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Cinderella - Royal New Zealand Ballet

Kiri Te Kanawa Theatre, Aotea Centre

Tamaki Makaurau Auckland

10 August, 2022

Reviewed by Marianne Schultz 

 Ana Gallardo Lobaina. Photo: Stephen A'Court 

In 1938 the esteemed British ballet critic and director of the Royal Ballet school, Arnold Haskell, wrote:‘...we are interested in seeing new dancers who express their own minds and bodies and consequently something of their own times, yes, even in the classic works of yesterday, for that alone can keep the classics alive.’ With this production of Cinderella by Loughlan Prior and Claire Cowan, the Royal New Zealand Ballet have made a big leap forward in following Haskell’s intent on the continual renewal of the art of ballet.

The classic tale of triumph over adversity is repackaged, offering a bright, and hopeful interpretation of the dictum ‘to thine own self be true.’ While this production is firmly reflective of contemporary life, there is tulle and tiaras galore for the ballet aficionados in the house, alongside hommage to house music for millenials. The scene is set pre-show when we are privy to work on a giant tapestry crafted by children, evoking 17th century child labour then magically evolving into 21st century animation providing necessary back stories for the ballet’s main characters. From here our story begins...

Mayu Tanigaito as Cinderella is all delicacy and lightness in spite of hardship in contrast to her shallow, vainglorious step-sisters, Madeline and Nicolette, danced with abandon by Sara Garbowski and Kirby Selchow. Ana Gallardo Lobaina’s slinky, OTT Stepmother delivers ample examples of sinister deeds meted out between puffs from her cigarette holder, especially directed towards her hapless, incapcitated husband, played by stalwart RNZB dancer Paul Matthews.

Mayu Tanigaito and Laurynas Vejalis. Photo: Stephen A'Court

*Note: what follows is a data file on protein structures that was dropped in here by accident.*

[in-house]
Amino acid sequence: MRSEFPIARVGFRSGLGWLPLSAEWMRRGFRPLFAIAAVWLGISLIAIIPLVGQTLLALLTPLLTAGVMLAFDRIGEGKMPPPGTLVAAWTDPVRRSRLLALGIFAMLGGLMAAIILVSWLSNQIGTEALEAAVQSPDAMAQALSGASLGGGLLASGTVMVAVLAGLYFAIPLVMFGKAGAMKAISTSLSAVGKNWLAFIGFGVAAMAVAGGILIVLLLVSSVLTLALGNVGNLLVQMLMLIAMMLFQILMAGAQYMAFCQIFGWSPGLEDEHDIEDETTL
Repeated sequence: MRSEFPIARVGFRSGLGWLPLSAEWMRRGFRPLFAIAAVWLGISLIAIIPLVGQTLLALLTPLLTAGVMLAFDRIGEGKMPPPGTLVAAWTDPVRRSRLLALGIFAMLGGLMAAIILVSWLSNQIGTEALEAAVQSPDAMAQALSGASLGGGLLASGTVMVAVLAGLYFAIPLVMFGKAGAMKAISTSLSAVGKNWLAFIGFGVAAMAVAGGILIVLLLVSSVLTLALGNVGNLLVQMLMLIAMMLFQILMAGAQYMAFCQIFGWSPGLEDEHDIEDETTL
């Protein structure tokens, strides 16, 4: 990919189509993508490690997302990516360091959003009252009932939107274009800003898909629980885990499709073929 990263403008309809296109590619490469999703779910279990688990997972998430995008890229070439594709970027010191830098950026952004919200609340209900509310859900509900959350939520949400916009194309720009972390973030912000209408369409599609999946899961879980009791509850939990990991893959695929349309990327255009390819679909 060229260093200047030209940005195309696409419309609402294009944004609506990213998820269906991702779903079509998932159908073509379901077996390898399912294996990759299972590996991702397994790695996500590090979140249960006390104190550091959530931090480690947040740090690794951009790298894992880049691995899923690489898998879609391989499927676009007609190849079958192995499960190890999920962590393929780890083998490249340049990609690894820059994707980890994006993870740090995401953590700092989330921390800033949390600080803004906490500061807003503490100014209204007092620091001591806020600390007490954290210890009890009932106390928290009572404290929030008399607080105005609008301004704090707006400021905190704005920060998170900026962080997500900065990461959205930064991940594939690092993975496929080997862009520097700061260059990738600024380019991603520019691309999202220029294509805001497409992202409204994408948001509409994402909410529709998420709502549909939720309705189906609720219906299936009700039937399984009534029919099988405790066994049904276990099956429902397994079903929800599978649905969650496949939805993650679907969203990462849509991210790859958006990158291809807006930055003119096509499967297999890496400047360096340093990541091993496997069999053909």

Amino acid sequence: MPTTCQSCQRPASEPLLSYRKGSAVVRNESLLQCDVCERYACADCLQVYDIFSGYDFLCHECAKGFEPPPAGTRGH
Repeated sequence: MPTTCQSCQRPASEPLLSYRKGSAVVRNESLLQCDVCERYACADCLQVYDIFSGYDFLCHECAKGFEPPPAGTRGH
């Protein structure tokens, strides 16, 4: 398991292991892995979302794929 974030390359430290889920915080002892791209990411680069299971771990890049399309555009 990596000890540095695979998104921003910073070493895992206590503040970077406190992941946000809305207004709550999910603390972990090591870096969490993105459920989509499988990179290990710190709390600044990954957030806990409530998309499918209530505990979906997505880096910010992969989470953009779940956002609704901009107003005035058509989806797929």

Slotted into this unspecified time period are sprinkled hints of history, via sumptuous animated backdrops by POW studios and evocative lighting by Jeremy Fern. This link to the past is brought to the fore with the stylised fencing scene that introduces us to Prince Charming and his fencing party. Joshua Guillemot-Rodgerson as Prince Charming leads an impressive cast of male dances in a series of jeté en tournant, tour en l’air and pirouette. Principal dancer Laurynas  Vėjalis as The Royal Messenger and soloist Shae Berney as Prince Dashing are consistently excellent throughout this two hour-plus ballet. Guillemot-Rodgerson’s Prince Charming is, well, charming, and his clarity of line, ballon and extension is most satisfying, while Vejalis’s solo in Act 1 is near perfection.        

Prior’s choreographic voice particularly shines in pas de deux, both in the female/male and male/male variations. His innovative transitions, facings and lifts add elements of beauty and subtle emotion to the characters and the dancers generally accomplish these challenges with aplomb and flair. The pas de deux between Guillemot-Rodgerson and Berney that follows on from the display of male fencing bravado is by contrast increasingly soft and tender. Strangly, Tanigaito and Vejalis’s final duet of the evening felt a tad frenetic, with the entanglements and mechanics of some lifts diminishing the sense of ease that their ‘happy ending’ would engender.

Prince Dashing and Prince Charming. Photo: Stephen A'Court

With the introduction of the Fairy Godmother, danced pluckily by Kate Kadow, the darling Fab Five and the Ball/Rave we get the full-on Prior & Cowan package. A nod to postmodern self-reflexive expressionism is the sisters’ attempt at Swan Lake choreography; trained ballet dancers–attempting to be posh–decimating classical ballet–on stage before a knowing ballet audience. Touché!

At times Cowan’s score has the aura of a Danny Elfman film score, full of percussion, Glokenspiel, harp and chimes. The woodwind section of the APO, under the baton of Hamish McKeich deserves special mention for its atmospheric sound while the addition of an electric guitar adds a fizzy edge. Emma Kingsbury’s grand set and costume designs are nothing short of marvellous.  

In the climatic denouement Clytie Campbell’s regal Queen offers perhaps the most contemporary but heartfelt moment of the evening. Her acknowledgement, acceptance and, finally celebration of her son finding his one true love, Prince Dashing (sans glass slipper) brings this contemporary fairy tale to its modern-day conclusion. Placing the crown on Dashing’s head, it is hard not to rejoice with her that love is love. The RNZB has given us a true happy ending.

Fab Five and Kate Kadow as Fairy Godmother. Photo: Stephen A'Court

Review: Cinderella - RNZB

 
 
 
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